Interesting in becoming a beta reader? Poke me in the comment section or via email at art4earthlings at gmail dot com!


6 thoughts on “The Rolling Barrage: Novel Madness

  1. WOW! A whole novel written by hand — amazing! I’m quite impressed, my dear. I’ve been plotting a novel and found it extremely helpful to do all my notes and worldbuilding by hand too. Still…I’ll probably type mine out.

    Your book sounds fascinating. I’m not sure if I’ll have time to betaread the whole thing very quickly as I’m working on a few projects myself, but I can try. 🙂

  2. Alexis, that is incredibly sweet of you!
    The plan is to post a chapter or two a month, so there would be no pressure: read what you wish kind of deal. I still haven’t determined if I’m going to post the entries on this blog, start a separate blog, or post on Scribophile.

    My plan is to accrue a list of awesome people (read: folks like you:) and then ask y’all what you would prefer. So you have been duly added to my list: stay tuned for more info, and thanks for being awesome:)

  3. That is awesome! Congrats 🙂 You made me want to turn off my work computer and turn around and get to typing away on my book.–I’ve tried long-hand and I just get so frustrated that it never works out. I have the problem where writing by hand gives me too much time to think, so I edit the whole way.

    Anyway, I’m extremely happy for you and would love to help out reading it 🙂 I’m long overdue for some writing time or Scribophile time, even.

    • I hear you: I really had to force myself not to edit, though I did a little bit anyway:) It’s so hard not to! But I try to keep in mind that when I type the novel up, chapter by chapter, that I’ll do plenty o editing then. *shrugs* It’s different strokes for different folks I guess. And for different projects! For example, I always hand-write poems, but short stores–especially flash–I type (I’m kind of a word-count nut when it comes to flash fiction).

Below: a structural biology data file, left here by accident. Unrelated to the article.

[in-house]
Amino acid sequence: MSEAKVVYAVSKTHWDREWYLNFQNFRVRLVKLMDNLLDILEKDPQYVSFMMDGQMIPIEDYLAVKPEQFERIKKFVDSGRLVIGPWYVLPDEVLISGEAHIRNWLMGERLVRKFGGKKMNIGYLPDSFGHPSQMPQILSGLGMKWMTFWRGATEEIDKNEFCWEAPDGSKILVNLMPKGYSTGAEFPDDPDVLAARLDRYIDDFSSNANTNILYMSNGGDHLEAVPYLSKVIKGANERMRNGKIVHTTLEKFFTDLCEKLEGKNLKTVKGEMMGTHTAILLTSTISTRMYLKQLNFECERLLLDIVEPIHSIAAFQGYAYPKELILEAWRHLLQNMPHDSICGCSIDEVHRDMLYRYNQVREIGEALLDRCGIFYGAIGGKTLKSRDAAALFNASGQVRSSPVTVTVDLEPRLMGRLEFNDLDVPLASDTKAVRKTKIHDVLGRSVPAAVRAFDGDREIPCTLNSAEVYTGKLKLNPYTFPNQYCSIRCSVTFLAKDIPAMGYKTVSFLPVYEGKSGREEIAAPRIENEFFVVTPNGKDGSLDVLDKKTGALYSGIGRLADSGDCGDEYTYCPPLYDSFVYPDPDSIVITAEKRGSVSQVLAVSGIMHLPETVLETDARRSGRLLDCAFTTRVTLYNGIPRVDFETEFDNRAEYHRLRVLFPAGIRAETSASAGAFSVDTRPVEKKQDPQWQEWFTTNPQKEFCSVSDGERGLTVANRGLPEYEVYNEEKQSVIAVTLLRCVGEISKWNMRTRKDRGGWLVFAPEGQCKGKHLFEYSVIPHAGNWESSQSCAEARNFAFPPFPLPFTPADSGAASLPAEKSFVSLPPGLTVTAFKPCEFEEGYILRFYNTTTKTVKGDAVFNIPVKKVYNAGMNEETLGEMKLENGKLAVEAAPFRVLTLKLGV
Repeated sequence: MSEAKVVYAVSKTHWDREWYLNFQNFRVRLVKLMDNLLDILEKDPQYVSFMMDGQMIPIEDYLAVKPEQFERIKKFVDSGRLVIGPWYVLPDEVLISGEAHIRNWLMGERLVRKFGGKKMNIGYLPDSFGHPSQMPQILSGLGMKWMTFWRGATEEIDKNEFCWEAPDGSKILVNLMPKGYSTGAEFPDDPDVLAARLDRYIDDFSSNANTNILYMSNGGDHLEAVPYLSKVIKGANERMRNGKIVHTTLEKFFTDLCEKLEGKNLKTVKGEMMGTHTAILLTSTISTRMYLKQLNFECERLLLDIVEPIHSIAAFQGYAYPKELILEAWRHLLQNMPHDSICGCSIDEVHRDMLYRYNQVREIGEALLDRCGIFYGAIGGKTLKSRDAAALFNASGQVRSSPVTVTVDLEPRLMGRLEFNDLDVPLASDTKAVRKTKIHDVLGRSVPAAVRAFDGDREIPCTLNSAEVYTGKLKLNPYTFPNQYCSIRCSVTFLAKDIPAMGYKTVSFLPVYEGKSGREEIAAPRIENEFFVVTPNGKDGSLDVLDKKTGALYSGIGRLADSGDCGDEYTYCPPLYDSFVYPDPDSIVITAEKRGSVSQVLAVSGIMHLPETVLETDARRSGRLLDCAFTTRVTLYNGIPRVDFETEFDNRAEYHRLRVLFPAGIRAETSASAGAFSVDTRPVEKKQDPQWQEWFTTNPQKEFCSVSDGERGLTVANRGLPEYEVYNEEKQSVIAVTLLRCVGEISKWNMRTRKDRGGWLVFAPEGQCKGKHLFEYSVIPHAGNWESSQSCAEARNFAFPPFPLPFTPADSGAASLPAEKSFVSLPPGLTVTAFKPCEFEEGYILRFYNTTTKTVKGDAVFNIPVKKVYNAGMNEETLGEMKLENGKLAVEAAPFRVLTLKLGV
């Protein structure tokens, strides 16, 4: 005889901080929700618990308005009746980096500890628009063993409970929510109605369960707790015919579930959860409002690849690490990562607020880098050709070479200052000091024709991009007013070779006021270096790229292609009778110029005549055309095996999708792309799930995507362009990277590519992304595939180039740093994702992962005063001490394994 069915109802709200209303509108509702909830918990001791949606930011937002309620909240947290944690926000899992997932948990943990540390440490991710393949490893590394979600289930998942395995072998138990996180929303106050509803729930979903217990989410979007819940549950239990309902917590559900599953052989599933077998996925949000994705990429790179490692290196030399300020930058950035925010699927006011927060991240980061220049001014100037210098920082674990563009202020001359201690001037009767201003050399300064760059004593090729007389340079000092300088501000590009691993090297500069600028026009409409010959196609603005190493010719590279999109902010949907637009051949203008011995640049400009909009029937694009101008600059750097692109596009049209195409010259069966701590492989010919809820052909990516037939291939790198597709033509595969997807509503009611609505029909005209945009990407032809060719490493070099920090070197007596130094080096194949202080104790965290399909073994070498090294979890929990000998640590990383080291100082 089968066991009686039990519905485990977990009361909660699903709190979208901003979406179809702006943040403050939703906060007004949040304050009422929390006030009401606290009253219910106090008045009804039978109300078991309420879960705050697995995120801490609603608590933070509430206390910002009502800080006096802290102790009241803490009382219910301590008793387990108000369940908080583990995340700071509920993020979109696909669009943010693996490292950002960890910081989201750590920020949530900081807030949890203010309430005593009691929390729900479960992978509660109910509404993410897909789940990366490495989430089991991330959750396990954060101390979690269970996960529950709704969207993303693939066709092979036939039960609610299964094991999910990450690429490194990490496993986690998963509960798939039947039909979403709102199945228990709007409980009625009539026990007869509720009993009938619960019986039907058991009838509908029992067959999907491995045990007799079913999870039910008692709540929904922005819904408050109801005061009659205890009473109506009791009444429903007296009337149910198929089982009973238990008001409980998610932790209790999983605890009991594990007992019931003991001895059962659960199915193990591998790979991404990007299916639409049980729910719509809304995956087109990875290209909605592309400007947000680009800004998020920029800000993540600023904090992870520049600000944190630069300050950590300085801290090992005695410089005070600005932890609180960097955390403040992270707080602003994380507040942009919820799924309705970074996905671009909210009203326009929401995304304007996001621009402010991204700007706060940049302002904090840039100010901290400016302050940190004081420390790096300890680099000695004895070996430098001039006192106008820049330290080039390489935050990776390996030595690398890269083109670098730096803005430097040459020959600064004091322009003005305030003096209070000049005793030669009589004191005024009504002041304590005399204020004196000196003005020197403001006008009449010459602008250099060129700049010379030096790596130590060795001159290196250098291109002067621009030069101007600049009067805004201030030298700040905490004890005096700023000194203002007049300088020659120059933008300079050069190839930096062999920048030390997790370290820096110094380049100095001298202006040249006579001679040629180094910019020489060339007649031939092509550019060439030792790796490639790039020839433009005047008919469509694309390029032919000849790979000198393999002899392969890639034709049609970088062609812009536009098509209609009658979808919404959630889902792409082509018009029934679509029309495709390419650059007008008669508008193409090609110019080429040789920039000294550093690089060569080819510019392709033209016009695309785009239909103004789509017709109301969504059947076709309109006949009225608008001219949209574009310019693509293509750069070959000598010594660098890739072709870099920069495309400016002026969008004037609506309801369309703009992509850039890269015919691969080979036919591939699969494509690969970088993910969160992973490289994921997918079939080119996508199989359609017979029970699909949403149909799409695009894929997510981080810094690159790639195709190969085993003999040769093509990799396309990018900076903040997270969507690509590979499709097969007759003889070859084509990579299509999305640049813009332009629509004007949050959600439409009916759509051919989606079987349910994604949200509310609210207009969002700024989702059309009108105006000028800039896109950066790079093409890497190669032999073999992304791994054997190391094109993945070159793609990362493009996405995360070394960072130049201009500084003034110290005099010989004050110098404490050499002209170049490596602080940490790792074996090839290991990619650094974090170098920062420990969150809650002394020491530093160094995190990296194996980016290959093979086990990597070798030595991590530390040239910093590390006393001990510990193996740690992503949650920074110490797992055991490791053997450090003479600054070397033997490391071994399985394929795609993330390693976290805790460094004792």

THANK YOU for your offer! As I assemble my elite ninja team, haha, I am learning towards the idea of creating a private, by invite only, blog to post the chapters. That way I won’t spam my regular readers here if they aren’t into being beta readers, and my beta readers who don’t want to join scribophile won’t have to leap through an extra hoop. Though I still may post a chapter or two on good old Scrib…

      Anyway, once I get everything together, I will send you an email. Thanks so much 😀

  4. I’m impressed with your commitment to write your first draft out in longhand. What kind of “notebooks” are those? I don’t know if I’ve ever seen any like that before.
    I do most of my writing on the computer, but I must admit…when I hit a hard spot, often the best thing to do is just grab paper and a pen, and scribble away. 🙂

    Your novel premise is really intriguing. I’m up for being a beta-reader if you can use another one. I currently have a decent bit of free time and could use something new to read. I’m a sucker for anything with the written word on it. 😉

    • Thanks so much Gabrielle, welcome to the elite beta team! I’m hammering away at the first chapter and hope to post it in a week or two on a private blog (separate from this one, by invite only:) I’m excited to have you on board!

      As for the notebooks, they are made with really nice scrap paper I got from an art print shop. It’s the nicest paper ever, and it’s free–which is nice when you tend to go through paper at the rate I do:) A lot of them have fun covers I doodled when I was procrastinating!